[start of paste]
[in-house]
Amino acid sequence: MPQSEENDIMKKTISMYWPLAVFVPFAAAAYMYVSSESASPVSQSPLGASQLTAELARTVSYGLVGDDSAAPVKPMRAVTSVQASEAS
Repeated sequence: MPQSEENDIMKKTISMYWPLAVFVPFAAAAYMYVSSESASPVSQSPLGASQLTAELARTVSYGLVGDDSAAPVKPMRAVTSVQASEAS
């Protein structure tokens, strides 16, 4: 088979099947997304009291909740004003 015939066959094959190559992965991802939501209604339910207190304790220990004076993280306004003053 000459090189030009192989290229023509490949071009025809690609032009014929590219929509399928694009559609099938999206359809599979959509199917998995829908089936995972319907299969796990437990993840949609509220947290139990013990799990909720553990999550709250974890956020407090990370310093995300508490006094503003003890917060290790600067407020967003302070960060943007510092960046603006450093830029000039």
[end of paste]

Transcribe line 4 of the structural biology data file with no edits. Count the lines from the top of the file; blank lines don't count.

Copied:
């Protein structure tokens, strides 16, 4: 088979099947997304009291909740004003 015939066959094959190559992965991802939501209604339910207190304790220990004076993280306004003053 000459090189030009192989290229023509490949071009025809690609032009014929590219929509399928694009559609099938999206359809599979959509199917998995829908089936995972319907299969796990437990993840949609509220947290139990013990799990909720553990999550709250974890956020407090990370310093995300508490006094503003003890917060290790600067407020967003302070960060943007510092960046603006450093830029000039």